- Home-based Businesses — Many HOAs strictly prohibit home-based businesses or limit the type of businesses that you can operate from your home.
The rules and restrictions can be modified and changed according to the terms of the restrictions. However, most developers include a clause that prohibits changes to any terms for a certain period to prevent an HOA board from changing all the provisions the developer included in the restrictions.
When you review the restrictions and CC&Rs, make sure that you understand how disputes are resolved and whether you can appeal a decision by the HOA. Also, you need to understand the process for obtaining approval for various actions and obtaining approval for exceptions to the rules.
Can a Homeowners Association Fine You?
Yes, most HOAs have the authority to issue fines to property owners who violate the rules in the restrictions and CC&Rs. For example, if you park an RV or boat in your yard in violation of the restrictions, the HOA can fine you for each day you keep the RV or boat in your yard after being notified to remove it. Likewise, if you build a play structure or construct a fence in violation of the rules, you can be fined for the violation.
Before you purchase a home, you should be clear about the rules for the community and the actions the HOA can take to enforce those rules. A battle in court over HOA rules and fines can become very costly and cause hard feelings between neighbors. It is best to understand the restrictions for the neighborhood before you sign a purchase contract. If the rules are too restrictive for you, then you should probably search for another home that might not be subject to restrictive covenants.
Also, do not assume you can move in, get involved in the HOA, and make the changes you want for the community. While you might be able to effect some changes, those changes could take years to accomplish, and some changes may never happen. Again, it is best to understand the rules and the HOA before purchasing a home to ensure you can live within the boundaries and rules governing the community.
Average Homeowners Association Fees or Dues
The homeowners’ association fees and costs can significantly add to the cost of a home. While there is not a set fee for all HOAs, the typical HOA fee is somewhere between $200 to $400 per year. However, fees can be much higher in expensive communities and urban areas.
In addition to annual fees, HOAs can also charge monthly dues and special assessments. Monthly dues can cover the expense of maintaining and operating amenities and public areas, as well as pay for garbage pickup, cable service, and other services. It is very important to question the amount charged for dues, including asking for a list of the dues charged over the past few years so that you can see how often and by how much dues are increased for the community. The restrictions and CC&Rs should set forth when and how dues can be increased.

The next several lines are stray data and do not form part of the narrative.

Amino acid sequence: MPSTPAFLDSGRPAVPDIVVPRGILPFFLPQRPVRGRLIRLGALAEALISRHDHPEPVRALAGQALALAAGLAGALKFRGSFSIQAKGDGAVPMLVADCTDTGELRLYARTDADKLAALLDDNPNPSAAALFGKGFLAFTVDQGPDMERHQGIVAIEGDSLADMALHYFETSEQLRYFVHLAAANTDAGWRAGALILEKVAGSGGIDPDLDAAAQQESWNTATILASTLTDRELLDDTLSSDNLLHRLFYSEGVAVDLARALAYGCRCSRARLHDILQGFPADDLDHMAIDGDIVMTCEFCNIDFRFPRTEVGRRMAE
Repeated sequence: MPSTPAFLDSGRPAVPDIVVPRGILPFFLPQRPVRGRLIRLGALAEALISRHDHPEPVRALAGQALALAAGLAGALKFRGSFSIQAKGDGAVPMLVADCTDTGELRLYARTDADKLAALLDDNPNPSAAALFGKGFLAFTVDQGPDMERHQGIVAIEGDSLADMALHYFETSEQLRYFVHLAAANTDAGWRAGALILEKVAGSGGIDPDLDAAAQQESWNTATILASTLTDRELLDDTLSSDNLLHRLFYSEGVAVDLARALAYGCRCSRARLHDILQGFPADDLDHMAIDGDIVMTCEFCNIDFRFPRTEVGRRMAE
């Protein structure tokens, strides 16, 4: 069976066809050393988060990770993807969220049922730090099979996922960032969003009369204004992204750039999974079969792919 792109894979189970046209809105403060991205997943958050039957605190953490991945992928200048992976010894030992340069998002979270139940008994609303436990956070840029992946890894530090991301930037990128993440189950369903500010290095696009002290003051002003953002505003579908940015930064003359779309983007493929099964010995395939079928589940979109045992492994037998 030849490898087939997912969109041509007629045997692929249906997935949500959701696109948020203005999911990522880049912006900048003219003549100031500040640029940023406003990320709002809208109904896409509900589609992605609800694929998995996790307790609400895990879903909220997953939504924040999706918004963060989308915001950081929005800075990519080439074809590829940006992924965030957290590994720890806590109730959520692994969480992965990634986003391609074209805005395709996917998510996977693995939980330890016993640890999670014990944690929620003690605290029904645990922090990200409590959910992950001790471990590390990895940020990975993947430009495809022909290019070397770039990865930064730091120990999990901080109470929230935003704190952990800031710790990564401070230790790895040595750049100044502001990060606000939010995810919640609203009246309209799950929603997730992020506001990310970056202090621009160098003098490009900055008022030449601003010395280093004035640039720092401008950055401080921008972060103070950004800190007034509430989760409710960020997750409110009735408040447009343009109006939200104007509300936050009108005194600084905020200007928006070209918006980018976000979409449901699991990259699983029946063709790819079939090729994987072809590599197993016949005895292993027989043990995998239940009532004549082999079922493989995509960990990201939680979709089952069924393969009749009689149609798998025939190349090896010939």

In addition to fees and dues, HOAs can also charge special assessments for various purposes. Assessments are charges for one-time expenditures such as emergency repairs or expensive renovations, such as replacing roofs or replacing the tennis courts. Assessments can be very expenses, totaling many times more than the annual fees or monthly dues. Again, it is a good idea to request a list of all special assessments within the past ten years to get an idea of how the HOA uses special assessments.
Before purchasing a home, you need to make sure that the home will not place too much of a strain on your finances. HOA dues, fines, and assessments can be an expensive cost of owning a home in some communities. In addition, you should know what actions the HOA can take if you do not pay your fees or dues.
In some areas, an HOA can place a lien against your home for failure to pay fees, dues, or assessments. The lien is filed in the county deed records for public notice. A lien for unpaid HOA fees and dues can prevent you from selling your home or refinancing your mortgage until the lien is paid in full. Some states allow these liens to be foreclosed by the HOA.
In addition, if your mortgage company forecloses because of non-payment, the money you owe to the HOA for dues and fees through the date of the foreclosure may follow you after the home is sold. You may continue to be legally liable for the HOA fees through the date your home is foreclosed or sold.
Can I Be Forced to Join a Homeowners Association?
Yes, you can be forced to join a homeowners’ association. However, it is not so much a matter of being “forced” to join the association as it is a conscious choice to become a member of an HOA.
When you purchase a home that is in a community with an HOA, you are automatically a member of the HOA. You cannot “opt out” of being included in the association. The property is subject to the restrictions and CC&Rs, which automatically includes your membership in the HOA. Therefore, you should carefully consider whether you want to live in a community with an HOA. While you may not be required to be active in the association, you are bound by the same rules and restrictions as all other property owners within the community, including the payment of all fees, dues, and assessments.
Before signing a sales contract, ask your real estate agent for a copy of the restrictions and CC&Rs for the community. You need to read the covenants to make sure you understand the rules and restrictions, including the amount of money you will pay each year for living in a community with an HOA.
Many HOAs offer positive benefits for property owners, but there could be issues that you should be aware of in advance. Ask the HOA for a list of complaints and disputes within the past few years to get an idea of the level of conflict within the community. The HOA’s history can give you an idea of whether you want to join the community as a property owner. Your real estate agent can also offer sound advice and counsel when you have questions about an HOA.
This information is provided courtesy of The Eastside Real Estate Team. Keep us in mind for all your real estate needs. Call us today at 425-200-4093.